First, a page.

Courts " are not authorized to review the arbitrator's decision on the merits despite allegations that the decision rests on factual errors or misinterprets the parties' agreement." Major League Baseball Players Ass'n v. Garvey, 532 U.S. 504, 509, 121 S.Ct. 1724, 149 L.Ed.2d 740 (2001). If an arbitrator is " even arguably construing or applying the contract and acting within the scope of his authority," then a court may not overturn his decision, even if the court is convinced the arbitrator committed " serious error." Id. (quoting E. Associated Coal Corp. v. United Mine Workers of Am., Dist. 17, 531 U.S. 57, 62, 121 S.Ct. 462, 148 L.Ed.2d 354 (2000)) (internal quotation marks omitted). A court may vacate a labor arbitration award " only when the arbitrator strays from interpretation and application of the agreement and effectively ‘ dispense[s] his own brand of industrial justice.’ " Id. (quoting Enterprise Wheel, 363 U.S. at 597, 80 S.Ct. 1358); see also Allied Pilots Ass'n v. Am. Airlines, Inc., 734 F.Supp.2d, 90, 96-98 (D.D.C.2010).

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In sum, as this Circuit noted in Nat'l Postal, the " relevant question under the Supreme Court's precedents is not whether the arbitrator erred— or even seriously erred— in interpreting the contract. Rather, the question is whether the arbitrator was ‘ even arguably construing or applying the contract.’ " 589 F.3d at 441 (quoting Garvey, 532 U.S. at 509, 121 S.Ct. 1724). Significantly, " [c]ourts do not review the substantive reasonableness of a labor arbitrator's contract interpretation. This extraordinarily deferential standard is essential to preserve the efficiency and finality of the labor arbitration process." See id. (internal citations omitted). This deference ensures that the judiciary does not usurp the function entrusted to the arbitrator. See Garvey, 532 U.S. at 510, 121 S.Ct. 1724; see also Allied Pilots Ass'n, 734 F.Supp.2d at 96-98 (recognizing that policy of settling labor disputes by arbitration would be undermined if courts could disturb merits of awards).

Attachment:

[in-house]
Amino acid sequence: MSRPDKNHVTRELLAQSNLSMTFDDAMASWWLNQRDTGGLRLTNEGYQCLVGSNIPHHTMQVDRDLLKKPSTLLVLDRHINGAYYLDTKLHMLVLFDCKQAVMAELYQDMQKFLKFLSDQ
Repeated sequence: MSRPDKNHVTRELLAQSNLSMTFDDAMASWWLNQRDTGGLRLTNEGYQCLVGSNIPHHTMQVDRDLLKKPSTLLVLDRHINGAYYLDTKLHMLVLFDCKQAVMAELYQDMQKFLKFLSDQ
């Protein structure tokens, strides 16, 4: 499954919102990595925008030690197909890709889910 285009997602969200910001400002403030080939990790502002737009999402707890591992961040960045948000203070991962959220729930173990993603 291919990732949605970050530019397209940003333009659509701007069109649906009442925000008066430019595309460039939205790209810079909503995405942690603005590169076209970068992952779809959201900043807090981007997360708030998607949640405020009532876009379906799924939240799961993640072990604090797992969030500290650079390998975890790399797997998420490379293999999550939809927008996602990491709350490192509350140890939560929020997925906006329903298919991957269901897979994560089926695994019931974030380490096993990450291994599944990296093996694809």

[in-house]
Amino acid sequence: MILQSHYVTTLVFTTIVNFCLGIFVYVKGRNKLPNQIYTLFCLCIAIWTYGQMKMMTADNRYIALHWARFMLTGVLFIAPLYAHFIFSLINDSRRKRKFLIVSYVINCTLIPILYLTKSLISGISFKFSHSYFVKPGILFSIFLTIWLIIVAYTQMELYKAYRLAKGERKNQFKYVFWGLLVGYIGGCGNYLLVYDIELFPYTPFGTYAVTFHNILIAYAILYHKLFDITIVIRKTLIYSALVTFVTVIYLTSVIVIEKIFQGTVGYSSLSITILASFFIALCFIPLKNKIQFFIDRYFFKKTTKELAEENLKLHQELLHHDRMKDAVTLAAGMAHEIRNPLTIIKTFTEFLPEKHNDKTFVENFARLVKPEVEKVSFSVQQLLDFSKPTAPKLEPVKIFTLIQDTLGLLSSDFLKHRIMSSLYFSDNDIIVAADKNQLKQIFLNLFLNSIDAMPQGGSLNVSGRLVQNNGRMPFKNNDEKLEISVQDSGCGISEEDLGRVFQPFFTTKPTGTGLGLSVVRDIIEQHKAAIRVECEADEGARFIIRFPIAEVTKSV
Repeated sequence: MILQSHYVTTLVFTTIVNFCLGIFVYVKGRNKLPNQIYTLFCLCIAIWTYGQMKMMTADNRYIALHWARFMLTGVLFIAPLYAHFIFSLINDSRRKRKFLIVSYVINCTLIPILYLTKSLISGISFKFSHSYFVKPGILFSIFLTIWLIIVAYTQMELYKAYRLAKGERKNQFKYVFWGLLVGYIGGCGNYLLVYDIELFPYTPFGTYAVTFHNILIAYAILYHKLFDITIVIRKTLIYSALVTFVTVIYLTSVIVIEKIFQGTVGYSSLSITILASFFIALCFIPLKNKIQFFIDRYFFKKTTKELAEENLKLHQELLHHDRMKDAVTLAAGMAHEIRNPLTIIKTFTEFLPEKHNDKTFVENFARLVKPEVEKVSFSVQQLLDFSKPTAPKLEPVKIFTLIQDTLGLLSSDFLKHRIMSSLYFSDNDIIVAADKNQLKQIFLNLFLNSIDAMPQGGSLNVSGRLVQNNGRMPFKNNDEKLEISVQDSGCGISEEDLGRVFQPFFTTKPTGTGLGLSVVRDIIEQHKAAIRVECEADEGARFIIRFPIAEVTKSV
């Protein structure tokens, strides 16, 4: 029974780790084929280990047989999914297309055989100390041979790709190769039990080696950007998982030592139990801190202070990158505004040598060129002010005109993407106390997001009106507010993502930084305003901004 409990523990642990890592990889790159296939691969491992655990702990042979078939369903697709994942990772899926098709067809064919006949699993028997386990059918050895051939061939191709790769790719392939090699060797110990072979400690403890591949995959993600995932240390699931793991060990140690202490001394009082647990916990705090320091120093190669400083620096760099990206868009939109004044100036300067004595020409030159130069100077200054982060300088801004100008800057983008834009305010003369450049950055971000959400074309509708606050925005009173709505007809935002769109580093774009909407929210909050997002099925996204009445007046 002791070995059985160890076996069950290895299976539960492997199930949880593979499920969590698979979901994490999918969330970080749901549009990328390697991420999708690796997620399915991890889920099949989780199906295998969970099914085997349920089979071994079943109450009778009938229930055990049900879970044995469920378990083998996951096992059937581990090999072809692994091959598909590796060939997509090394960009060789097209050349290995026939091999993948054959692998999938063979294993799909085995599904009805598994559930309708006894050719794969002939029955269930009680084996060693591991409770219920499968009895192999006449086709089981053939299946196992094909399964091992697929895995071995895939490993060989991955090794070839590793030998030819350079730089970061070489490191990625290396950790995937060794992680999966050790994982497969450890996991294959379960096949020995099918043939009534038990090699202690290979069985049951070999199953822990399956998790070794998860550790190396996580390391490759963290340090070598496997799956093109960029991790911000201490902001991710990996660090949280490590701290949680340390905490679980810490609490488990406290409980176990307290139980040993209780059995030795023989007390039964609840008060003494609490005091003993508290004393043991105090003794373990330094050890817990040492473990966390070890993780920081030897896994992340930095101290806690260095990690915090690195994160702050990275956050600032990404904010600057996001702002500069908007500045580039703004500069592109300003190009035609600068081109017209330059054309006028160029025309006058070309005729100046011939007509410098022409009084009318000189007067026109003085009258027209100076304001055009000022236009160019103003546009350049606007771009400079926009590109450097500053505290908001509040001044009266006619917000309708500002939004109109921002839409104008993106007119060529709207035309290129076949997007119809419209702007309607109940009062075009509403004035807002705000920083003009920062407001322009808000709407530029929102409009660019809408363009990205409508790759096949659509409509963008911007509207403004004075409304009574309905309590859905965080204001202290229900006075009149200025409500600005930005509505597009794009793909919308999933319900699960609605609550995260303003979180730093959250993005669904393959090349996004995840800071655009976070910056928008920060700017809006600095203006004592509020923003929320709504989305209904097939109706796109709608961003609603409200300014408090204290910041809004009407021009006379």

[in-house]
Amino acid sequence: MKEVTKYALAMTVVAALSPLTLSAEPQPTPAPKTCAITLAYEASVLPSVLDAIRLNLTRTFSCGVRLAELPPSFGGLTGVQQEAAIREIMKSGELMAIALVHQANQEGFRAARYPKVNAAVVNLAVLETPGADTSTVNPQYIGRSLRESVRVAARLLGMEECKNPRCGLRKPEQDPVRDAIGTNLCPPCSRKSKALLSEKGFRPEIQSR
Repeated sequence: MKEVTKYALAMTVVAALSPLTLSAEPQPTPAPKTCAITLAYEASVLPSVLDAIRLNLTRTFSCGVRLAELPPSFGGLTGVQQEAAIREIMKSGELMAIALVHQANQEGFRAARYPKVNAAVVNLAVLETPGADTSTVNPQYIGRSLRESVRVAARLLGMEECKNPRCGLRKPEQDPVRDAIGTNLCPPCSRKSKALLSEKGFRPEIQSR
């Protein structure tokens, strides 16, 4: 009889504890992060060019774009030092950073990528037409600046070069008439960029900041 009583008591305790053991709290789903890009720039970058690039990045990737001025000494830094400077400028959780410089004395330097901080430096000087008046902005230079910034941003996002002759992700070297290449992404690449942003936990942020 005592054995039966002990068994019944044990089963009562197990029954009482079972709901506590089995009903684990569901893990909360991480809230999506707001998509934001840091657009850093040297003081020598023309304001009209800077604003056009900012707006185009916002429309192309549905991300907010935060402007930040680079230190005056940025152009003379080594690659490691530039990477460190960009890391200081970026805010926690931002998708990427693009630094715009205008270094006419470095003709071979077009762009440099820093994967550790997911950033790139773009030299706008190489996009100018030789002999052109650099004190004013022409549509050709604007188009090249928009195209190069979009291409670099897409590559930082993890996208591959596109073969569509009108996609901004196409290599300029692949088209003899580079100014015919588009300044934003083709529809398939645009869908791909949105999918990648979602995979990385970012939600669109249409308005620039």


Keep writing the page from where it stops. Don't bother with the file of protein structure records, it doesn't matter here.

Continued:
Petitioner acknowledges the substantial deference that the Court must afford the arbitrator's decision, but contends that even under such a standard, the award cannot stand since " [n]arrow review— even extremely narrow review— does not mean ‘ no review.’ " Pet.'s Mot. at 8; see also Pet.'s Opp. at 3 (" a United States District judge wields a gavel, not a rubber stamp" ); Verizon Washington, D.C. Inc. v. Commc'ns Workers of America, AFL-CIO, 571 F.3d 1296, 1304 (D.C.Cir.2009) (Henderson, J., concurring) (noting that while courts ...